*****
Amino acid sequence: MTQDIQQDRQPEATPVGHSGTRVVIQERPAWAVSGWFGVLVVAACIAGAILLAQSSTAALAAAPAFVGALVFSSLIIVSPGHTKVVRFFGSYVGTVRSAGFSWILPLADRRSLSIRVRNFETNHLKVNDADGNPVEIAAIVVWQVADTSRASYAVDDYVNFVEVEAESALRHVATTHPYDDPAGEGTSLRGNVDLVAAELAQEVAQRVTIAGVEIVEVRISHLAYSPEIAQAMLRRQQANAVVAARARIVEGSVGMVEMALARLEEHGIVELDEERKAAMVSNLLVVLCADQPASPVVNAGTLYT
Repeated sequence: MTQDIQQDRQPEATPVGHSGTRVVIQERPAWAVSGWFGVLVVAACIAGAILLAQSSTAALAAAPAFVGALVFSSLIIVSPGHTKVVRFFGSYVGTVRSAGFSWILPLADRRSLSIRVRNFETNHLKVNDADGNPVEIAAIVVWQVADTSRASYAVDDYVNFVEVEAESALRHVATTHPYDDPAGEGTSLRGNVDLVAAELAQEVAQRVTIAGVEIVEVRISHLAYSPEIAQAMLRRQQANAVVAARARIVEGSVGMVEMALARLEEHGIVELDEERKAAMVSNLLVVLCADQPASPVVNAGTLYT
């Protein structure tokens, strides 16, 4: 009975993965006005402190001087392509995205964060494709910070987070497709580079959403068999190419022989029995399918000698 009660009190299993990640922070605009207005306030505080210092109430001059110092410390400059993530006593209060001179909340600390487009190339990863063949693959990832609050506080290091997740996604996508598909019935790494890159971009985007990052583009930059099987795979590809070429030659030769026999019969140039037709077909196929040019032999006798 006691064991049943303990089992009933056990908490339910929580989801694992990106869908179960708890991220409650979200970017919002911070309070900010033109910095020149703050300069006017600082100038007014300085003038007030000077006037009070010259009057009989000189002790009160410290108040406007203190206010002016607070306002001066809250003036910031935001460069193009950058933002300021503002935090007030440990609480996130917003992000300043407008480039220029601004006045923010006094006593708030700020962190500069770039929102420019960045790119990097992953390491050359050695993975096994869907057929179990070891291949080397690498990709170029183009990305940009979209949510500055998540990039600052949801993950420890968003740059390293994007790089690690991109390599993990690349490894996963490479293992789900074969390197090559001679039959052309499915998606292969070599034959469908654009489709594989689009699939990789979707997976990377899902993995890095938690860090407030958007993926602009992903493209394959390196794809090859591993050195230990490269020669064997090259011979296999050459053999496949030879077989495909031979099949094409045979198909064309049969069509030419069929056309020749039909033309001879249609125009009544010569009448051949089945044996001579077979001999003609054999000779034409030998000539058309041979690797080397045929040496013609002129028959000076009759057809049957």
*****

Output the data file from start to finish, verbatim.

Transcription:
Amino acid sequence: MTQDIQQDRQPEATPVGHSGTRVVIQERPAWAVSGWFGVLVVAACIAGAILLAQSSTAALAAAPAFVGALVFSSLIIVSPGHTKVVRFFGSYVGTVRSAGFSWILPLADRRSLSIRVRNFETNHLKVNDADGNPVEIAAIVVWQVADTSRASYAVDDYVNFVEVEAESALRHVATTHPYDDPAGEGTSLRGNVDLVAAELAQEVAQRVTIAGVEIVEVRISHLAYSPEIAQAMLRRQQANAVVAARARIVEGSVGMVEMALARLEEHGIVELDEERKAAMVSNLLVVLCADQPASPVVNAGTLYT
Repeated sequence: MTQDIQQDRQPEATPVGHSGTRVVIQERPAWAVSGWFGVLVVAACIAGAILLAQSSTAALAAAPAFVGALVFSSLIIVSPGHTKVVRFFGSYVGTVRSAGFSWILPLADRRSLSIRVRNFETNHLKVNDADGNPVEIAAIVVWQVADTSRASYAVDDYVNFVEVEAESALRHVATTHPYDDPAGEGTSLRGNVDLVAAELAQEVAQRVTIAGVEIVEVRISHLAYSPEIAQAMLRRQQANAVVAARARIVEGSVGMVEMALARLEEHGIVELDEERKAAMVSNLLVVLCADQPASPVVNAGTLYT
């Protein structure tokens, strides 16, 4: 009975993965006005402190001087392509995205964060494709910070987070497709580079959403068999190419022989029995399918000698 009660009190299993990640922070605009207005306030505080210092109430001059110092410390400059993530006593209060001179909340600390487009190339990863063949693959990832609050506080290091997740996604996508598909019935790494890159971009985007990052583009930059099987795979590809070429030659030769026999019969140039037709077909196929040019032999006798 006691064991049943303990089992009933056990908490339910929580989801694992990106869908179960708890991220409650979200970017919002911070309070900010033109910095020149703050300069006017600082100038007014300085003038007030000077006037009070010259009057009989000189002790009160410290108040406007203190206010002016607070306002001066809250003036910031935001460069193009950058933002300021503002935090007030440990609480996130917003992000300043407008480039220029601004006045923010006094006593708030700020962190500069770039929102420019960045790119990097992953390491050359050695993975096994869907057929179990070891291949080397690498990709170029183009990305940009979209949510500055998540990039600052949801993950420890968003740059390293994007790089690690991109390599993990690349490894996963490479293992789900074969390197090559001679039959052309499915998606292969070599034959469908654009489709594989689009699939990789979707997976990377899902993995890095938690860090407030958007993926602009992903493209394959390196794809090859591993050195230990490269020669064997090259011979296999050459053999496949030879077989495909031979099949094409045979198909064309049969069509030419069929056309020749039909033309001879249609125009009544010569009448051949089945044996001579077979001999003609054999000779034409030998000539058309041979690797080397045929040496013609002129028959000076009759057809049957």